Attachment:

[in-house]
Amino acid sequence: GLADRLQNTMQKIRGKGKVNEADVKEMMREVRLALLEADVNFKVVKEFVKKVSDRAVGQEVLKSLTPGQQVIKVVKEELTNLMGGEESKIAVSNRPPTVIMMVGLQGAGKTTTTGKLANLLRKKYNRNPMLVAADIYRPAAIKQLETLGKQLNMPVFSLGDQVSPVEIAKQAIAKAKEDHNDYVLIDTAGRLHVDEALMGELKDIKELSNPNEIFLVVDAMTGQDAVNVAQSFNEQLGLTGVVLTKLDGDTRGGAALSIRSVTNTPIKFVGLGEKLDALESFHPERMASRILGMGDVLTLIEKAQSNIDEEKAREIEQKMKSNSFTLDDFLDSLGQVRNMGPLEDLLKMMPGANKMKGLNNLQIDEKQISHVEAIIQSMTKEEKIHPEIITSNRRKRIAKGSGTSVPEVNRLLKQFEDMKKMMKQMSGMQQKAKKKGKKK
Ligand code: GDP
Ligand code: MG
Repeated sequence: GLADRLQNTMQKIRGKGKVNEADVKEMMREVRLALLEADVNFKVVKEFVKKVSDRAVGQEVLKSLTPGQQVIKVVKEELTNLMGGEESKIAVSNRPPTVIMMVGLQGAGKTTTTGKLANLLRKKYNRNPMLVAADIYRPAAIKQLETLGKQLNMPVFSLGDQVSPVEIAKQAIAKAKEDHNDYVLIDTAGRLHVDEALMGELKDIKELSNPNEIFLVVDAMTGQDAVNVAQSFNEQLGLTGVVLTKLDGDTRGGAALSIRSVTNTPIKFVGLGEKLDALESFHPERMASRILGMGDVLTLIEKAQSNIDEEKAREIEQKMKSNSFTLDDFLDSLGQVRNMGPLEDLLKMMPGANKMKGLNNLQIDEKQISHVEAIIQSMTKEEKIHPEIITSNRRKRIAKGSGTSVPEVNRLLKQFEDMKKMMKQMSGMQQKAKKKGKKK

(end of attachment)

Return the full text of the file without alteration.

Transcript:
[in-house]
Amino acid sequence: GLADRLQNTMQKIRGKGKVNEADVKEMMREVRLALLEADVNFKVVKEFVKKVSDRAVGQEVLKSLTPGQQVIKVVKEELTNLMGGEESKIAVSNRPPTVIMMVGLQGAGKTTTTGKLANLLRKKYNRNPMLVAADIYRPAAIKQLETLGKQLNMPVFSLGDQVSPVEIAKQAIAKAKEDHNDYVLIDTAGRLHVDEALMGELKDIKELSNPNEIFLVVDAMTGQDAVNVAQSFNEQLGLTGVVLTKLDGDTRGGAALSIRSVTNTPIKFVGLGEKLDALESFHPERMASRILGMGDVLTLIEKAQSNIDEEKAREIEQKMKSNSFTLDDFLDSLGQVRNMGPLEDLLKMMPGANKMKGLNNLQIDEKQISHVEAIIQSMTKEEKIHPEIITSNRRKRIAKGSGTSVPEVNRLLKQFEDMKKMMKQMSGMQQKAKKKGKKK
Ligand code: GDP
Ligand code: MG
Repeated sequence: GLADRLQNTMQKIRGKGKVNEADVKEMMREVRLALLEADVNFKVVKEFVKKVSDRAVGQEVLKSLTPGQQVIKVVKEELTNLMGGEESKIAVSNRPPTVIMMVGLQGAGKTTTTGKLANLLRKKYNRNPMLVAADIYRPAAIKQLETLGKQLNMPVFSLGDQVSPVEIAKQAIAKAKEDHNDYVLIDTAGRLHVDEALMGELKDIKELSNPNEIFLVVDAMTGQDAVNVAQSFNEQLGLTGVVLTKLDGDTRGGAALSIRSVTNTPIKFVGLGEKLDALESFHPERMASRILGMGDVLTLIEKAQSNIDEEKAREIEQKMKSNSFTLDDFLDSLGQVRNMGPLEDLLKMMPGANKMKGLNNLQIDEKQISHVEAIIQSMTKEEKIHPEIITSNRRKRIAKGSGTSVPEVNRLLKQFEDMKKMMKQMSGMQQKAKKKGKKK